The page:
April is Na­tional Al­co­hol Aware­ness Month

The Standard Journal - - LOCAL - By Me­lanie Dal­las LPC

As the na­tion con­tin­ues to grap­ple with the opi­oid epi­demic, it can be easy to for­get opi­oids are not in fact our na­tion’s most widely abused drugs. De­spite the headlines, the in­crease in use of opi­oids like heroin and fen­tanyl, and the tragic in­crease in opi­oid over­dose deaths, the most widely abused drug in the U.S. con­tin­ues to be le­gal and ac­ces­si­ble across our com­mu­ni­ties. That drug is al­co­hol.

Although I in no way mean to min­i­mize the sig­nif­i­cant problems as­so­ci­ated with the opi­oid epi­demic, the fact that al­co­hol is le­gal has per­haps made us less con­scious of its im­pact. And the im­pact of al­co­hol abuse is sub­stan­tial.

The Cen­ters for Dis­ease Con­trol and Pre­ven­tion (CDC) re­ports 88,000 U.S. deaths are caused by ex­ces­sive al­co­hol use an­nu­ally, mak­ing it the third most com­mon life-style re­lated cause of death (be­hind smok­ing and poor diet/lack of ex­er­cise). By way of com­par­i­son, that’s al­most twice the num­ber of deaths from opi­oid over­doses – ap­prox­i­mately 47,600 in 2017.

Ac­cord­ing to the Na­tional In­sti­tute on Al­co­hol Abuse and Al­co­holism (NIAAA), prob­lem drink­ing that be­comes se­vere is given the med­i­cal di­ag­no­sis of al­co­hol use dis­or­der (AUD).

AUD is a chronic re­laps­ing brain dis­ease char­ac­ter­ized by com­pul­sive al­co­hol use, loss of con­trol over al­co­hol in­take, and a neg­a­tive emo­tional state when not us­ing. NIAAA es­ti­mates 16 mil­lion peo­ple in the United States have AUD, in­clud­ing more than 600,000 ado­les­cents aged 12 to 17.

Risk fac­tors for AUD in­clude a family his­tory of al­co­holism, the age at which a per­son first drinks al­co­hol, or hav­ing a part­ner or friends that drink ex­ces­sively. Some men­tal health problems, such as de­pres­sion, anx­i­ety and bipo­lar dis­or­der, have also been shown to in­crease the risk of an AUD.

Ex­ces­sive al­co­hol con­sump­tion can lead to a num­ber of phys­i­cal health problems – memory problems, chronic dis­ease (such as high blood pres­sure, stroke and liver dis­ease) and can­cers of the esoph­a­gus, liver, throat and colon, among oth­ers – as well as be­hav­iors that can in­crease the risk of un­in­ten­tional injuries, vi­o­lence and sex­u­ally trans­mit­ted in­fec­tions.

Of course, many peo­ple can drink al­co­hol re­spon­si­bly and not en­counter health or so­cial problems. Be­cause al­co­hol is le­gal and so­cially ac­cept­able, it can be easy to over­look prob­lem drink­ing, or to ra­tio­nal­ize ex­ces­sive drink­ing as the re­sult of stress or just ‘blow­ing off steam’ once in a while. But the fact is, ex­ces­sive drink­ing is a risk fac­tor for al­co­hol de­pen­dence.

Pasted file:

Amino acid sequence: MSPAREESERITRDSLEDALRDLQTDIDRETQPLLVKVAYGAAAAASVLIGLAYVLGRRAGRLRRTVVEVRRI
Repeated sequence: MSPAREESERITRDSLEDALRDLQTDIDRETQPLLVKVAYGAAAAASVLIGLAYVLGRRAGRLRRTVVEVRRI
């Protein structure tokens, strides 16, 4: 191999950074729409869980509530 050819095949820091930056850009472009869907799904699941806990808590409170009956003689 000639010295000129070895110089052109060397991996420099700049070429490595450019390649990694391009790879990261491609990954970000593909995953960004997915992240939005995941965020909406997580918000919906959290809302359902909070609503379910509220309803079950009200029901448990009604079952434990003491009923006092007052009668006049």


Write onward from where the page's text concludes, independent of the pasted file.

While di­ag­no­sis of AUD comes from a doc­tor or treat­ment pro­fes­sional, if you are con­cerned that you or a loved might have a drink­ing prob­lem, there are some sim­ple ques­tions you can ask to de­ter­mine if there might be a prob­lem. For ex­am­ple, you might be at risk of an AUD if in the past year you:

Had times when you ended up drink­ing more or longer than you in­tended.

More than once wanted or tried to cut down or stop drink­ing but couldn’t.

Spent a lot of time drink­ing or be­ing sick from the af­ter­ef­fects.

Found that drink­ing or be­ing sick from drink­ing of­ten in­ter­fered with home, family, job or school.

Got­ten into sit­u­a­tions while or af­ter drink­ing that in­creased your chances of getting hurt.

Con­tin­ued to drink even though it was mak­ing you feel depressed or anx­ious.

Had to drink much more than you once did to get the ef­fect you want.

Found that when the ef­fects of al­co­hol were wear­ing off, you had with­drawal symp­toms.

If you or some­one you know is ex­pe­ri­enc­ing any of these is­sues from drink­ing, there may be a prob­lem and it is im­por­tant to get help – so talk to your doc­tor or lo­cal treat­ment agency.

Like any sub­stance use dis­or­der, al­co­hol use dis­or­der can range from mild to se­vere and have a wide range of con­se­quences for an in­di­vid­ual. But, also like any other sub­stance use prob­lem, re­cov­ery is al­ways pos­si­ble.

Me­lanie Dal­las is a li­censed pro­fes­sional coun­selor and CEO of High­land Rivers Health, which pro­vides treat­ment and re­cov­ery ser­vices for in­di­vid­u­als with men­tal ill­ness, sub­stance use dis­or­ders, and in­tel­lec­tual and de­vel­op­men­tal dis­abil­i­ties in a 12-county re­gion of north­west Georgia that in­cludes Bar­tow, Chero­kee, Floyd, Fan­nin, Gilmer, Gor­don, Har­al­son, Mur­ray, Pauld­ing, Pickens, Polk and Whit­field coun­ties.

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